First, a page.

Livingstone, Green, anti-Semitism and racism

How could Ken Livingstone, an experienced politician make so crass a mistake? He did not actually blame individuals, but he did condemn Zionism, and by implication all Zionists. There could be a long discussion on the pros and cons of Zionism, and some of its deplorable, but not inevitable consequences in practice, but what for me is particularly preposterous is the logical proposition: Hitler was in favour, therefore  it must be wrong. Wasn’t he vegetarian? It is not even relevant that Hitler’s opinion on Zionism was purely tactical, to be taken no more seriously than any of his other policy positions or promises. The benefit of the doubt, for example  by Chamberlain, was understandable, but it is inexcusable with hindsight.

Anti-semitism should be differentiated from other forms of racism, which is a natural, albeit primitive, tribal response to the perceived threat of shortages. Although co-operation would be the norm within a tribe, co-operation with other tribes would be unusual, even where rational thought would suggest it as preferable to warfare and genocide. That is where racism can lead if the resource problem is not solved. In case this seems extreme, in his book The Rise and Fall of the third Chimpanzee, Jared Diamond  identified  17 instances of genocide between 1492 (Columbus’s discovery of America) and 1990. There have been two since the book was published – Rwanda and Srebrenica. In passing, I am in favour of staying in the EU, despite its need for reform, on the grounds that co-operation is essential.

Although within Israel there is very much a resources issue, by outsiders Israelis are primarily seen as oppressors, and this is why there is a dangerous risk of conflating them with capitalists,. Although this conflation is rarely, if ever explicit, I believe it is responsible for the serious mistake made by many Labour Party members. Livingstone  is merely the highest profile. The mindset that my enemy’s enemy is my friend  does not help. A frightening insight into how this could develop is given in this Jewish reporter’s experiences in Bradford. Naz Shah’s outburst is understandable in that context, but her apology in the light of the whole background is creditable, and heartening.

One hopeful sign that anti-semitism has not yet penetrated too far is that no one has linked Philip Green’s ultra capitalist antics to the fact that he is Jewish. Having lived through some quite dramatic shifts in cultural norms, I believe that such a connection would not have seemed off limits when Alf Garnett (merely a TV character) was, er, discussing these issues in the 1970s. Ostensibly lampooning racist attitudes, the laughter indicated a disturbingly different public reaction. A  person’s behaviour must always be judged individually, but the cases of sex abuse in Rotherham show that  this is not always easily disentangled from cultural aspects.

The fact remains that the BHS collapse, with Green and Dominic Chappell as the main players, is the epitome of capitalism at its worst. Both knowingly took enough from the company to settle the pension shortfall, in Green’s case buying a third yacht from the proceeds. This is where the Citizens’ Basic Income comes in.  It will of course have to be world wide, or at least some arrangement will have to be made so that Green and Chappell do not escape paying the necessary extra tax by joining  Mrs.Green in Monaco. But if everybody has basic needs guaranteed, pension funds will only be needed as a top up, and can be much smaller.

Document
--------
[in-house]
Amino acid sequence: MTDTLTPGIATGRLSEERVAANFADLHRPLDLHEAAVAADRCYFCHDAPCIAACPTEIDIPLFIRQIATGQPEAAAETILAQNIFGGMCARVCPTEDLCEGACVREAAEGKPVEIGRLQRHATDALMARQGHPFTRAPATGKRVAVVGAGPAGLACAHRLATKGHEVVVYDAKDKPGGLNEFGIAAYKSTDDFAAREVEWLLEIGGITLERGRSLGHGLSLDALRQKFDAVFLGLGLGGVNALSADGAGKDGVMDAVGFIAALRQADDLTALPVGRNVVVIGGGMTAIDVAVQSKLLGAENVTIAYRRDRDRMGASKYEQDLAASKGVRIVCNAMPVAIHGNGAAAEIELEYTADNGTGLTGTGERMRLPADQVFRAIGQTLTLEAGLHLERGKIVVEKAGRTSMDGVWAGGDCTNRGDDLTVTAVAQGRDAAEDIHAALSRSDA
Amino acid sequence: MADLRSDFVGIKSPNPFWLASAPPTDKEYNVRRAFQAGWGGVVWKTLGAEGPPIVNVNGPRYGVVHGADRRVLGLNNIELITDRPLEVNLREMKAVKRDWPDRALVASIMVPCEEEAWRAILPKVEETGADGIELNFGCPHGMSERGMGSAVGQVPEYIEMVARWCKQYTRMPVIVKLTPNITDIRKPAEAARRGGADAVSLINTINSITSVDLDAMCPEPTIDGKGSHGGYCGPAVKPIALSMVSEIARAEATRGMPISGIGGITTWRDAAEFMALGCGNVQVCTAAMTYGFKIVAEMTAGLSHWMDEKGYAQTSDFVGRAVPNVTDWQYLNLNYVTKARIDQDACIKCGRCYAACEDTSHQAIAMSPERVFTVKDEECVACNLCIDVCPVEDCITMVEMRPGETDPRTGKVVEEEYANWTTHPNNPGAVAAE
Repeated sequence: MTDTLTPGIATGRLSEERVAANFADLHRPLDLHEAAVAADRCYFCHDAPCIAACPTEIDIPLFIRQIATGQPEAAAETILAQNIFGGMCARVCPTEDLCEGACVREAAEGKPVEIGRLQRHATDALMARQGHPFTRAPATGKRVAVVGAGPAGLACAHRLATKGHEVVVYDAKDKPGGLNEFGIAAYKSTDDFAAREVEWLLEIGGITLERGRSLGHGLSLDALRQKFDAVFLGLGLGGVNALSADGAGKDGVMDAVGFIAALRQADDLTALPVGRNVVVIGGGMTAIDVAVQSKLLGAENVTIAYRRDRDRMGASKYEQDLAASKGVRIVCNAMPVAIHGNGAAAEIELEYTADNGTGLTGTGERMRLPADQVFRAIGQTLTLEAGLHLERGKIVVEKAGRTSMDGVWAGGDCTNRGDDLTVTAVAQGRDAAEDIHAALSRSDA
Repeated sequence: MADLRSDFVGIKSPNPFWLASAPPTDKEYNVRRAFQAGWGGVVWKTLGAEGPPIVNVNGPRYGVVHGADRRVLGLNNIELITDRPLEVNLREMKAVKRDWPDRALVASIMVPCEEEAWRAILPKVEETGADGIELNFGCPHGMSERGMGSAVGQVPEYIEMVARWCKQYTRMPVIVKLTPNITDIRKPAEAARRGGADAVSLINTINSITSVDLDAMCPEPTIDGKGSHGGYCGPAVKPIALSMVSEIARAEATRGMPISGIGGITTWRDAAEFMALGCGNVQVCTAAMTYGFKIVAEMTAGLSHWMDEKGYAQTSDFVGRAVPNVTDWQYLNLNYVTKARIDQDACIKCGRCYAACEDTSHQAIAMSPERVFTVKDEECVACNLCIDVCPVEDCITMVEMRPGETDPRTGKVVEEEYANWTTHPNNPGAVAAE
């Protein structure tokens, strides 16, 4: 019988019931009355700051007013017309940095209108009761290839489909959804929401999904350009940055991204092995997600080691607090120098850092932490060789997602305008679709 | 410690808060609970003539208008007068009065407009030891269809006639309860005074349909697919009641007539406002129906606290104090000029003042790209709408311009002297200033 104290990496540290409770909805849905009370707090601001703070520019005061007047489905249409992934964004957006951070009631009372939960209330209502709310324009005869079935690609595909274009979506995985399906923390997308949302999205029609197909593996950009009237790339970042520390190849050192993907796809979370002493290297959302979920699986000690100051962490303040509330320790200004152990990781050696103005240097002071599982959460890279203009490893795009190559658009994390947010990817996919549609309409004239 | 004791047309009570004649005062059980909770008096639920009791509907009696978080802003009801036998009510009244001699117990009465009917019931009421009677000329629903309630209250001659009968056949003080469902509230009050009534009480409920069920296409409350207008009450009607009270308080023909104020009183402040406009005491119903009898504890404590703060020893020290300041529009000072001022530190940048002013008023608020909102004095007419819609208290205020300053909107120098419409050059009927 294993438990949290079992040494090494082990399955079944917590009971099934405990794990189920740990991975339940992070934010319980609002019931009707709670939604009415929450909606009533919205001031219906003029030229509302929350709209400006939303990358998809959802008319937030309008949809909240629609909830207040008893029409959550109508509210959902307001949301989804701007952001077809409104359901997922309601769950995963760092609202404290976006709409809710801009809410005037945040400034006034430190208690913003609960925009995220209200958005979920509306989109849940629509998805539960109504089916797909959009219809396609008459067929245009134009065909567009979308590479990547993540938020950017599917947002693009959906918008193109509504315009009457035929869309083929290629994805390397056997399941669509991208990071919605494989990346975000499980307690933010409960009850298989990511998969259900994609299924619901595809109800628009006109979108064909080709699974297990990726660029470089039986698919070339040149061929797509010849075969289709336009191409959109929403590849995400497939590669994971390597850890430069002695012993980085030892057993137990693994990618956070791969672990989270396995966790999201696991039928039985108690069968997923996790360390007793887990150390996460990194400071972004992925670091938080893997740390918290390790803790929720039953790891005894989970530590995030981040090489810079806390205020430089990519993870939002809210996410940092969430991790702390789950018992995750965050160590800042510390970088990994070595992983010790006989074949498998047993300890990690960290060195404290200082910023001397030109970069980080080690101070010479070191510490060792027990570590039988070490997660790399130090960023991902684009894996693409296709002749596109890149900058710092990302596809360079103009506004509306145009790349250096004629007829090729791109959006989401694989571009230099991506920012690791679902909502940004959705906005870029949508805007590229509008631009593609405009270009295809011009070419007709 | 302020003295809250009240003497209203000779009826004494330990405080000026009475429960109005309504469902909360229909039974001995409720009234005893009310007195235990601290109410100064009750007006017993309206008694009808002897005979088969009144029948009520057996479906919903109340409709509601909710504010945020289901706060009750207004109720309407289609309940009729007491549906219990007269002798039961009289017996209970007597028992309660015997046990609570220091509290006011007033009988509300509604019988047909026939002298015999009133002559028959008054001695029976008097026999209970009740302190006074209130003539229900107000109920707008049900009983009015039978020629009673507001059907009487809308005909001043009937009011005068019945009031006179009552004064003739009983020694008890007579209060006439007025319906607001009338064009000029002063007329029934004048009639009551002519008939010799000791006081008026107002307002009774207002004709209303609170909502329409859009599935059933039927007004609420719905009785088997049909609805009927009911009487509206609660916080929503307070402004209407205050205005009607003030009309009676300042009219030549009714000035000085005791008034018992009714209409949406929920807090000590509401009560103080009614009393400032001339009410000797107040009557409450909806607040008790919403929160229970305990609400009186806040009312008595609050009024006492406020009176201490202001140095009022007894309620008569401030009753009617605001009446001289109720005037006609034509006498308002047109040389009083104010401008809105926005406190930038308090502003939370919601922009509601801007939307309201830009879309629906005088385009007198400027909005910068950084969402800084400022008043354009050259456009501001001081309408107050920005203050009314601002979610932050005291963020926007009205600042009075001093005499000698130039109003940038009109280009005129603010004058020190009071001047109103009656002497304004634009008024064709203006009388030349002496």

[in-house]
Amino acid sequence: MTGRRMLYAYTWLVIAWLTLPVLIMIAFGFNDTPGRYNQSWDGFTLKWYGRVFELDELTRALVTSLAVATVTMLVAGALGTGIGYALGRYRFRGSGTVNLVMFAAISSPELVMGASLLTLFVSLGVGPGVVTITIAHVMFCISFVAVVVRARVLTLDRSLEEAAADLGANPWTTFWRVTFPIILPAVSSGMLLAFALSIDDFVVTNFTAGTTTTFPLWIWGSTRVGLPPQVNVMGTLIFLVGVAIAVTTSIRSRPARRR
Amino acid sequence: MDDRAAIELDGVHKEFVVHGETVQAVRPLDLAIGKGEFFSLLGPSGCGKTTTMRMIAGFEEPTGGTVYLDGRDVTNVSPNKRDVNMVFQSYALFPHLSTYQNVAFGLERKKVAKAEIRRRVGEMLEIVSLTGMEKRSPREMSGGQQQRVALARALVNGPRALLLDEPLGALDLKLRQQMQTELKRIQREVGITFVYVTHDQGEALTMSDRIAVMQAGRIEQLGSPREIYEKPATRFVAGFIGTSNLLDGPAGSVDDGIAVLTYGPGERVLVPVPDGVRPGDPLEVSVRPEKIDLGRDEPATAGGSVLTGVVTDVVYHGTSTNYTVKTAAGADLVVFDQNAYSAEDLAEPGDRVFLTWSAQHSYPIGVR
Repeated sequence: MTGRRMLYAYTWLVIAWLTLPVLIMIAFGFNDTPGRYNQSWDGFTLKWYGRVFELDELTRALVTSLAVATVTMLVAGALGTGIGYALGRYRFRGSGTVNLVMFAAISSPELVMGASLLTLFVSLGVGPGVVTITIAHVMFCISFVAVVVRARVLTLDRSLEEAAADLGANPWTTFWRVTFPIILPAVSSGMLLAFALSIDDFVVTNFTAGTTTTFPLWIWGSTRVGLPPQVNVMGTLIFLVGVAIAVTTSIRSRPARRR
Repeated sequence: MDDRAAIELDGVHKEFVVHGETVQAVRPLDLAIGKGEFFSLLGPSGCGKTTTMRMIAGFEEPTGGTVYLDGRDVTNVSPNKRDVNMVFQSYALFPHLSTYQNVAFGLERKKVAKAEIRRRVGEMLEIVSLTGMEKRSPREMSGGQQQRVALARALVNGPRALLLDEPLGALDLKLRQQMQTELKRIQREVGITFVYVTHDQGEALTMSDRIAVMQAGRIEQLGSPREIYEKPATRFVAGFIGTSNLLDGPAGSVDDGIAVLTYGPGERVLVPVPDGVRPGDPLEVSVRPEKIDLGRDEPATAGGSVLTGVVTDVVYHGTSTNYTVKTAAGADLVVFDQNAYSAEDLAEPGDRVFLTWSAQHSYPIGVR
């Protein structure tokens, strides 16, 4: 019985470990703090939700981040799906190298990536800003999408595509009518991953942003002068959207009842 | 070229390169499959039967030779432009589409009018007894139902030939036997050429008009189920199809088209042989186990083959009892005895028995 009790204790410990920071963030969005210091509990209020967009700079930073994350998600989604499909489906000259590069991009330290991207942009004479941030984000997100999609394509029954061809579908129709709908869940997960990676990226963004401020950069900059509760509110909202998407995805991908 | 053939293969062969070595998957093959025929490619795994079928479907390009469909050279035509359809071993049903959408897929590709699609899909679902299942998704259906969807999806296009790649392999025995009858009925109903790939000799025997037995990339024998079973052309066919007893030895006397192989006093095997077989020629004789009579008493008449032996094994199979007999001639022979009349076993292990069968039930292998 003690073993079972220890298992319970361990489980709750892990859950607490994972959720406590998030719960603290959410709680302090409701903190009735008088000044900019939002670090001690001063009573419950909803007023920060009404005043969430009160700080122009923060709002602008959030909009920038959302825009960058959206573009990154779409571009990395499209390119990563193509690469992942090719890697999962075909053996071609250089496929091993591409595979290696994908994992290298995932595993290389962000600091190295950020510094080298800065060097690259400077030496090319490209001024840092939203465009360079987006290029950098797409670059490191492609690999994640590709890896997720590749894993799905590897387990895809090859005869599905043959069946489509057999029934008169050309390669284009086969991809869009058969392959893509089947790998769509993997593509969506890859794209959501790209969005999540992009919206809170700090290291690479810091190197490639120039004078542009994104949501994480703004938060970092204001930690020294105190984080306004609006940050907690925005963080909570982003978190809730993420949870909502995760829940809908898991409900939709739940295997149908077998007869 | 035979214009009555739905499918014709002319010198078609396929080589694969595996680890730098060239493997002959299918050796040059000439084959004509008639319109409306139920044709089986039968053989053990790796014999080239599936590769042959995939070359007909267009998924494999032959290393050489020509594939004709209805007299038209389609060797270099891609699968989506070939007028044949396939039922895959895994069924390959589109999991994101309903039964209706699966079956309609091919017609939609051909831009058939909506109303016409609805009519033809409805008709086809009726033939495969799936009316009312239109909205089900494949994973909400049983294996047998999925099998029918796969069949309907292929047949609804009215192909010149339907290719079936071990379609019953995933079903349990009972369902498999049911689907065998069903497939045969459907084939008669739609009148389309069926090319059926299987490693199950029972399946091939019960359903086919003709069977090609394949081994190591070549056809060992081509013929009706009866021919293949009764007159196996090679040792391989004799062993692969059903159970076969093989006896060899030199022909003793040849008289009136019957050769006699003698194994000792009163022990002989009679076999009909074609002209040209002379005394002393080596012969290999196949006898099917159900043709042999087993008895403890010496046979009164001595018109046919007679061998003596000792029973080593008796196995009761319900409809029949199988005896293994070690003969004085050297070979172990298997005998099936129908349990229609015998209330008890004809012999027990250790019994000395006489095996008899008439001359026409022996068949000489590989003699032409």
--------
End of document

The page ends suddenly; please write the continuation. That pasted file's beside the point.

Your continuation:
But there are two wider implications of the basic Income. Do either Green or Chappell feel any guilt or remorse? Personally I doubt it. Bob Diamond famously said the bankers should stop apologizing, having wrecked the economy but having ensured that they were not themselves seriously inconvenienced. Like Livingstone in the Labour Party, they are merely the high profile examples, in their case of a culture which sees nothing wrong in regarding those less fortunate as prey. It is our own fault for not being as clever as they are. Quite apart from its transformative  practical effect, a basic Income will start the necessary cultural shift, so that once again these attitudes become as unacceptable as they would have been in the 1940s and 50s. Just as no one would now openly link Green’s behaviour to his race even if they thought it was relevant, Bob Diamond will no doubt still think the same about bankers apologizing, but would not dare say it once the culture shift has taken place.

But the other fundamental way in which the Basic Income is relevant is to ways of de-fusing oppression. I confess I cannot yet see much light at the end of the tunnel in Israel, at least whilst the populations on both sides keep expanding, but the Basic income does offer some hope in the case of capitalist oppression. The BHS saga is a classic example, but defeating the  capitalists is not going to happen, at least not before they have pumped too much CO2 into the ecosphere. The Basic Income, and the change in attitudes, will ensure that for slightly less profits, the rich can remain richer than the rest of us, but everyone not only has basic needs, but can aspire to whatever they are capable of, just like Philip Green did.

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